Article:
Your High School Experience: Years From Now, Will You Be Thinking, Redo?

Hugh
Hugh McDermott, UNHS Principal

For some of us, a trip back to high school means going back in time, for some (like myself) at least 40 years! What’s interesting though, is that I have a very vivid memory of those high school years. I can easily remember my many wonderful teachers and friends, but it was the high school experience that really stuck with me and pushed me to further my education.

I feel fortunate to be able to hold onto those great memories of fun times and great friends, and not look back wishing that I could redo my experience.

Much of this has to do with my experience during this time. High school was a time of expanding my knowledge base beyond the core academics of English, math, science and social studies. I had the opportunity to obtain a well-rounded public education that included many electives in areas outside my core classes. Forty years later, I am still proud of what I accomplished during my time, but even more grateful for the excellent teachers who invested in me during this time in my life.

To avoid the pitfall of wishing for a redo, I offer this advice: Challenge yourself. Push yourself. Venture into the unknown areas of the curriculum that you never thought you’d try. Take as many advantages of this learning experience as you can, because you can. No one can stop you from trying out for any of the sport teams or plays, or speech debates that are available to all students.

This advice may seem intimidating, but it starts with small steps:

  • Start early. If there is any way you can get into a program at your future high school the summer following your last year in middle school, do it. This could be participating in a weight lifting program during the summer. If the school offers drama, music or speech opportunities during this time, take advantage of them. This will give you a chance to meet fellow students before the school year starts, it also gets you involved right away in activities offered at your high school.
  • Each quarter or semester, remind yourself of your priorities and goals. You are there to get the best education and learning the school has to offer. What grades will you demand of yourself? Build a study schedule and then adjust according to degree of difficulty as you go through the year. Once you reach a goal, cross it off and establish a new one. Push yourself to accomplish any goals set.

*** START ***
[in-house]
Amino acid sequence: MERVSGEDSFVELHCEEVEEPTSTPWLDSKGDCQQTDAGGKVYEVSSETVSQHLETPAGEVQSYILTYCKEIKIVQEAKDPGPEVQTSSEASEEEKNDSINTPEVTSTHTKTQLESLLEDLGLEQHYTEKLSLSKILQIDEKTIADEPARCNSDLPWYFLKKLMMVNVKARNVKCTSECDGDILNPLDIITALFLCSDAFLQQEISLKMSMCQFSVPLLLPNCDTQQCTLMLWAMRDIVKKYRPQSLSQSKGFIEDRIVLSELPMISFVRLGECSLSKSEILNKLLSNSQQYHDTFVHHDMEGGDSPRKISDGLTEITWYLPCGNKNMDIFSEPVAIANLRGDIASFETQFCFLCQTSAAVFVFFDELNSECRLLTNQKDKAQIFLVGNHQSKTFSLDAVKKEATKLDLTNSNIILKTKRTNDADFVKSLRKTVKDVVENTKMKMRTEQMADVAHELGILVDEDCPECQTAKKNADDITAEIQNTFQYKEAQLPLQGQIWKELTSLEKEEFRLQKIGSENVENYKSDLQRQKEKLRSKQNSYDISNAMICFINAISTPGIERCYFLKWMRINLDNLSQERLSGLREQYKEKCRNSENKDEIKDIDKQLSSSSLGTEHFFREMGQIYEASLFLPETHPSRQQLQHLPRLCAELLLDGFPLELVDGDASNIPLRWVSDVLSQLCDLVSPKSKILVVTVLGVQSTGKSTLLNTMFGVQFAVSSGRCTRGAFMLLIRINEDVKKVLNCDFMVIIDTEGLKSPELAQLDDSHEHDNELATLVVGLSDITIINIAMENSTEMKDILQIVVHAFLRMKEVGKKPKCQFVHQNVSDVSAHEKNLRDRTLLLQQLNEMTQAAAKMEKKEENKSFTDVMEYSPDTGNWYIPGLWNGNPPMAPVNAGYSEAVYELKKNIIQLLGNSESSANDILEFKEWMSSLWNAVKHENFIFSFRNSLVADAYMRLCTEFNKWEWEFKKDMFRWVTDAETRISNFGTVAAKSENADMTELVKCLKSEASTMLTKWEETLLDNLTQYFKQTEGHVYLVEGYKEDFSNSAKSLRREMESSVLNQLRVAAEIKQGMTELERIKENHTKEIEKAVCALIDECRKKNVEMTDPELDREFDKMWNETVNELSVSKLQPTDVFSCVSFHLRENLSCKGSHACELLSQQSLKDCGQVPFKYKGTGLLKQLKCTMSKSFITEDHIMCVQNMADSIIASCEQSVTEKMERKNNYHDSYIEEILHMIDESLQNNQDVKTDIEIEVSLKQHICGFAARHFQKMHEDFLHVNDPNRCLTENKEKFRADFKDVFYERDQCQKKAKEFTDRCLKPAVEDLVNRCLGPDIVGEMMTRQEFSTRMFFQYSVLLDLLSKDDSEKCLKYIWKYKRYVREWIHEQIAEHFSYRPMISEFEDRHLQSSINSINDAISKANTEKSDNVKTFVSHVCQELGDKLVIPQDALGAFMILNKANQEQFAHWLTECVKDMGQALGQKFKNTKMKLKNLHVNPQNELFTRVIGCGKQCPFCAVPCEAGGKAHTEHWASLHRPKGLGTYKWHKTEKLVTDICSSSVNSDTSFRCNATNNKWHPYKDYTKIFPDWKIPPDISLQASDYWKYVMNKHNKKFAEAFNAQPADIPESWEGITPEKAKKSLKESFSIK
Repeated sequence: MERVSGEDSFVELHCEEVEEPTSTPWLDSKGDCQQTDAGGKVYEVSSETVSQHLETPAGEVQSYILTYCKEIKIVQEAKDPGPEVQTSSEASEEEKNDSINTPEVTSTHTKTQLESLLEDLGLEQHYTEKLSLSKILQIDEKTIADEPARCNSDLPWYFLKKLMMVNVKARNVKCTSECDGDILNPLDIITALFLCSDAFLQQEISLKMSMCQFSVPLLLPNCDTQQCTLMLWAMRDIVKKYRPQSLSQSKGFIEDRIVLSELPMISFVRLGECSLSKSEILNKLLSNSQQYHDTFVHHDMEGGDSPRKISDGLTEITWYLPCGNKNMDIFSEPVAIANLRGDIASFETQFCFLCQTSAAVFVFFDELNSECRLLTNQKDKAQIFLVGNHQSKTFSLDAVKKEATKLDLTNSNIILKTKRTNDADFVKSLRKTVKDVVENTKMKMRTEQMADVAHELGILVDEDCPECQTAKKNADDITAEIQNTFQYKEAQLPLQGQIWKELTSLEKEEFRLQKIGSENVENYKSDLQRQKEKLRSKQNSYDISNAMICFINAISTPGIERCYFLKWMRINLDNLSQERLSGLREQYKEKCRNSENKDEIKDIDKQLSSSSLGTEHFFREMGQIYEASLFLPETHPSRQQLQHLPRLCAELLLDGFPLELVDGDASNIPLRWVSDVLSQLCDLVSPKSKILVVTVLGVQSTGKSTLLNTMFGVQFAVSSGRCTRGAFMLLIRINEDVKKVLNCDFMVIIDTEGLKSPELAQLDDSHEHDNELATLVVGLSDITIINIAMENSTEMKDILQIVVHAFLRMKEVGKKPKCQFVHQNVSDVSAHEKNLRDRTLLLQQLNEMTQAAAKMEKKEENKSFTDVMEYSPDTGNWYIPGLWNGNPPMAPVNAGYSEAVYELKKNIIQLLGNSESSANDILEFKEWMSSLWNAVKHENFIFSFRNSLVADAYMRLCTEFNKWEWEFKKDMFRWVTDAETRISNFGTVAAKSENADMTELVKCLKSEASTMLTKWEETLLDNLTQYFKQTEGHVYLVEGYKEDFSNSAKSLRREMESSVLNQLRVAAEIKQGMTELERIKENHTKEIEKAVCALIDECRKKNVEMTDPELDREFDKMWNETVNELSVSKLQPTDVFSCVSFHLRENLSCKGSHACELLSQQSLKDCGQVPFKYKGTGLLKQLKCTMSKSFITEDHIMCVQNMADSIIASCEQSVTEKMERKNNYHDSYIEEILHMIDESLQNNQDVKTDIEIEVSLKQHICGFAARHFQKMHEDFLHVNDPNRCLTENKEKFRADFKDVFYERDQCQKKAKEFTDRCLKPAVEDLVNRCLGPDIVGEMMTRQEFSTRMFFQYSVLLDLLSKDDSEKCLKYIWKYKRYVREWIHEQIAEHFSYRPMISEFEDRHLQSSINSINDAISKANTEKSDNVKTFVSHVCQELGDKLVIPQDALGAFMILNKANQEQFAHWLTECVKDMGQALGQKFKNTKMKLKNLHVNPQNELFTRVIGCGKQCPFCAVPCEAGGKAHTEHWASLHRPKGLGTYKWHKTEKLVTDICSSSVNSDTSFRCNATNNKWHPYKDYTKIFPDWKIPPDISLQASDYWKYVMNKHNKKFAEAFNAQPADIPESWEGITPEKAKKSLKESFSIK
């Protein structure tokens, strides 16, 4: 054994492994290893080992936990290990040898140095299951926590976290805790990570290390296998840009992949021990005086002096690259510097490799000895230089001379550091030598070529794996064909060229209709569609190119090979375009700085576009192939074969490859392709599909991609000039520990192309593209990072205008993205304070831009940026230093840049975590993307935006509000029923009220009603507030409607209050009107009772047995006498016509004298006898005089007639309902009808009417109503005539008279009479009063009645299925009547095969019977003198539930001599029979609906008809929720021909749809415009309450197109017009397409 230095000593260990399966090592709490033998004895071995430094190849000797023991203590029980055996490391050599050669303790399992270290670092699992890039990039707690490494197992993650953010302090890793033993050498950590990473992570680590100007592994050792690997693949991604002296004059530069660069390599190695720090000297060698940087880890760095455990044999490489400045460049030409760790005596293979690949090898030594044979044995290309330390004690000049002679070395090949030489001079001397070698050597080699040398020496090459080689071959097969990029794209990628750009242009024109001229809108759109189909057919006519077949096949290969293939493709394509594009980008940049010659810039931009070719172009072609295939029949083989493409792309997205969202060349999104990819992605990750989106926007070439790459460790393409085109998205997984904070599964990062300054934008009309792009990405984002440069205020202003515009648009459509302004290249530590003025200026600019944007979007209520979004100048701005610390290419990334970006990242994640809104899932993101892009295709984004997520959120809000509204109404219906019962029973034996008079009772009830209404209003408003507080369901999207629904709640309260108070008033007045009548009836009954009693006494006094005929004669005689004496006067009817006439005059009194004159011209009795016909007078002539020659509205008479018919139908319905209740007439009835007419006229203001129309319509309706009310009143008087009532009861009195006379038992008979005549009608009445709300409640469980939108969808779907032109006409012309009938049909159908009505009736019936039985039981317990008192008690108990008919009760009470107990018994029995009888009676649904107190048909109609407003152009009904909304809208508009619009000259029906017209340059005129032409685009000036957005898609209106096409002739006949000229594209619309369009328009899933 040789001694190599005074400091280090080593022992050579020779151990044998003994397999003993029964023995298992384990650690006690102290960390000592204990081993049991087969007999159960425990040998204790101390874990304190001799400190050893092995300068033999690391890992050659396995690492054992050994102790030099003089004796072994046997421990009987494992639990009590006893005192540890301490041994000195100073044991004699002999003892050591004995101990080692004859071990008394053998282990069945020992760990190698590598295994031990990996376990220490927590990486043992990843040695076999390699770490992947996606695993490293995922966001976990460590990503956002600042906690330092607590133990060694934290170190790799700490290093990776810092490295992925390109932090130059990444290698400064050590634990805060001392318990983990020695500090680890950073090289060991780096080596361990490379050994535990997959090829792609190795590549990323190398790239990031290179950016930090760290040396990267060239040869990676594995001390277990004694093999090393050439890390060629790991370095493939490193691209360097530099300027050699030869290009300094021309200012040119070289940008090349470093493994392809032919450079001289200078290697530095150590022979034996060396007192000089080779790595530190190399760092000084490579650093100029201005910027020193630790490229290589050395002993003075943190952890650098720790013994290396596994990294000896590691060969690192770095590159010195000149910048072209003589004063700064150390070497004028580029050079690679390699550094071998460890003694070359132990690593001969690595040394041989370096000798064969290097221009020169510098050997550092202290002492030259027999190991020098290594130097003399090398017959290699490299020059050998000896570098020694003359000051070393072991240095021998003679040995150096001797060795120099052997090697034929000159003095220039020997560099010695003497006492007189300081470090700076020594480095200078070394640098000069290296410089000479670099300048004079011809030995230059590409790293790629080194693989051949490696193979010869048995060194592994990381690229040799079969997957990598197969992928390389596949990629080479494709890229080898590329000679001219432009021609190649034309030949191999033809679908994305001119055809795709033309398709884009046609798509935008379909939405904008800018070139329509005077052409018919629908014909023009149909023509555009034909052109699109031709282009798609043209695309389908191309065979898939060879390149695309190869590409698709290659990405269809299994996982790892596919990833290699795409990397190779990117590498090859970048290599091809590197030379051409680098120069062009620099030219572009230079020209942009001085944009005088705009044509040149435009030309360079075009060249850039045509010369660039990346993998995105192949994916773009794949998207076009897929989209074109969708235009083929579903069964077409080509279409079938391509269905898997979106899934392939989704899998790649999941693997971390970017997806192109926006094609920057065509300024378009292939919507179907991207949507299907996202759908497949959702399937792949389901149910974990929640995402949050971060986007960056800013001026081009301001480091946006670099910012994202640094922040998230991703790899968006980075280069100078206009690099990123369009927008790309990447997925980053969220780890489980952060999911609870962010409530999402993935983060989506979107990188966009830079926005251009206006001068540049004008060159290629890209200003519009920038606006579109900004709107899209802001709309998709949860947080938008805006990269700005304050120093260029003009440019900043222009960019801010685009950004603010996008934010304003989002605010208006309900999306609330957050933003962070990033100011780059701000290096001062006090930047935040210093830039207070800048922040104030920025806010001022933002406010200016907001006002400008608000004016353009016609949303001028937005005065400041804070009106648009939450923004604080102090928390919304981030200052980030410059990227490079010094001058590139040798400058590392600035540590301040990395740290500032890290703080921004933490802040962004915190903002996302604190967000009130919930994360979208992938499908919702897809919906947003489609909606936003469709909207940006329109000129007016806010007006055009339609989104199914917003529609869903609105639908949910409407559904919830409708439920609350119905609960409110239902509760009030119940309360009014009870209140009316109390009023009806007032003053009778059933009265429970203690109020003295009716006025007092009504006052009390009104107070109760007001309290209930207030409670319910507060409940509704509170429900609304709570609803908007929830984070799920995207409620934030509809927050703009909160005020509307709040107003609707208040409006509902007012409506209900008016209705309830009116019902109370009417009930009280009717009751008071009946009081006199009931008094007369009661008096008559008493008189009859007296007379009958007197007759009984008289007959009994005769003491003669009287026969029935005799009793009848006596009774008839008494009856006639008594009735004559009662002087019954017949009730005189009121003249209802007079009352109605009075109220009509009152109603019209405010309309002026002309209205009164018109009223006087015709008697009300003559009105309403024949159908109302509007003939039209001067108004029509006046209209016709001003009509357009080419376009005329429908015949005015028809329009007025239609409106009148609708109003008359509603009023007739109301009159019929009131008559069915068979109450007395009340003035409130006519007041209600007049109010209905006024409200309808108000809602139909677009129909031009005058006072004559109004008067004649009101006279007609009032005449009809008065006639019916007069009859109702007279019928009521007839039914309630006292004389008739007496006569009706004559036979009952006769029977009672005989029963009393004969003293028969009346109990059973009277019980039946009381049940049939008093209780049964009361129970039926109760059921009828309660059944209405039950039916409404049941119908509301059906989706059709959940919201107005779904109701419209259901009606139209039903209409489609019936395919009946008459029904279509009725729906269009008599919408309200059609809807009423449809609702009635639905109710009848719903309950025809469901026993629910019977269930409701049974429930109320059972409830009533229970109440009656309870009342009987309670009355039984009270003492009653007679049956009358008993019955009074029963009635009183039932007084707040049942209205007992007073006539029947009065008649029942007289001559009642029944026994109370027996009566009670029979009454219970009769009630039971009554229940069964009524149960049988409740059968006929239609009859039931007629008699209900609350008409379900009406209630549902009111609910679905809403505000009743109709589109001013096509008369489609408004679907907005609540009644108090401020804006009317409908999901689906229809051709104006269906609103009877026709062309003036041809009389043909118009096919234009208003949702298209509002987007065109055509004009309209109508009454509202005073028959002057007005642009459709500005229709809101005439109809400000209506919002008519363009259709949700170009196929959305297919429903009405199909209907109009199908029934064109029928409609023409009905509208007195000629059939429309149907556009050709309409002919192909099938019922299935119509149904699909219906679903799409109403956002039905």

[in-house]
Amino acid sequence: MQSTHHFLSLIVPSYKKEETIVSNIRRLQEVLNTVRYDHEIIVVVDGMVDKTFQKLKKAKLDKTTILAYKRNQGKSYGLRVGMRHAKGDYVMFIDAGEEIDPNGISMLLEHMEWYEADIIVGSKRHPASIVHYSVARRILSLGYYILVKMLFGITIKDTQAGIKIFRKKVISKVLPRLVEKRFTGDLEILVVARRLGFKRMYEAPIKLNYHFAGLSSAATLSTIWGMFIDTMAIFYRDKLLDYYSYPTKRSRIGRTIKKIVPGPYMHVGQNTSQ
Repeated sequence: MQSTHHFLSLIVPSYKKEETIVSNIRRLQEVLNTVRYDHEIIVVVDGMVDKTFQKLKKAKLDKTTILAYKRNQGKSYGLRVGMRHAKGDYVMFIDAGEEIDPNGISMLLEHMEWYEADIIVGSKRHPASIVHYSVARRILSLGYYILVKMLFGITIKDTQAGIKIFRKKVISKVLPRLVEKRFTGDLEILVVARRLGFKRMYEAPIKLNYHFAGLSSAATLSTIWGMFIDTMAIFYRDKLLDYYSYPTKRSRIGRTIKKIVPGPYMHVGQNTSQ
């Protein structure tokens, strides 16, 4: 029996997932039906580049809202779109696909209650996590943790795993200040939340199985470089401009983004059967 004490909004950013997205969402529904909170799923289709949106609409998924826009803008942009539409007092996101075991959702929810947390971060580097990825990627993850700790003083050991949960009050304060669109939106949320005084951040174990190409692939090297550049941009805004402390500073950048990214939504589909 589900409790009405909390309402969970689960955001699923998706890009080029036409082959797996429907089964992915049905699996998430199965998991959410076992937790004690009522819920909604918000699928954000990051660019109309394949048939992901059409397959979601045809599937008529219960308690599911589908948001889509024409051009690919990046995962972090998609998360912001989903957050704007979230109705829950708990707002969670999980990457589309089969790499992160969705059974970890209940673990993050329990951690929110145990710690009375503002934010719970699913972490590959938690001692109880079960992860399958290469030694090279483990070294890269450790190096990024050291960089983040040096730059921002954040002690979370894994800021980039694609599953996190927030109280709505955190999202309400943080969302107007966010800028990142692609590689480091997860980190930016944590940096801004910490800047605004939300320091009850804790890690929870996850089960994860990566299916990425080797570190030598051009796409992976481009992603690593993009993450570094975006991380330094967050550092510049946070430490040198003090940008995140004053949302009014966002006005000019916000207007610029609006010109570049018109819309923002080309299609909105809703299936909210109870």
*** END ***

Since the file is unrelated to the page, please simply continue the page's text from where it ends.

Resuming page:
• Take advantage of unexpected experiences as they come your way. You never know when an opportunity becomes available and if it does, be willing to take advantage of it.  For example, school announcements mention great experiences for students, whether it is an opportunity to volunteer at the recycling center or to audition for a school play. Take a chance, get involved and you’ll find that stretching your experiences pays a benefit to yourself and usually expands your skill set.
  • Keep a record of your “beyond the classroom” experiences. After high school, you may be looking for employment before taking on the next educational experience, so keeping track of any community or volunteering activities you participated in, can put you in the driver’s seat of employment opportunities.

High school is a time to grow your experiences, your own learning opportunities and develop social and developmental relationships all around yourself. Forty years from now, you do not want to be that person that says, “I should have participated in the band. I should have gone out for wrestling. I should have participated in debate.”

Go out and make it happen.

Author: University of Nebraska High School

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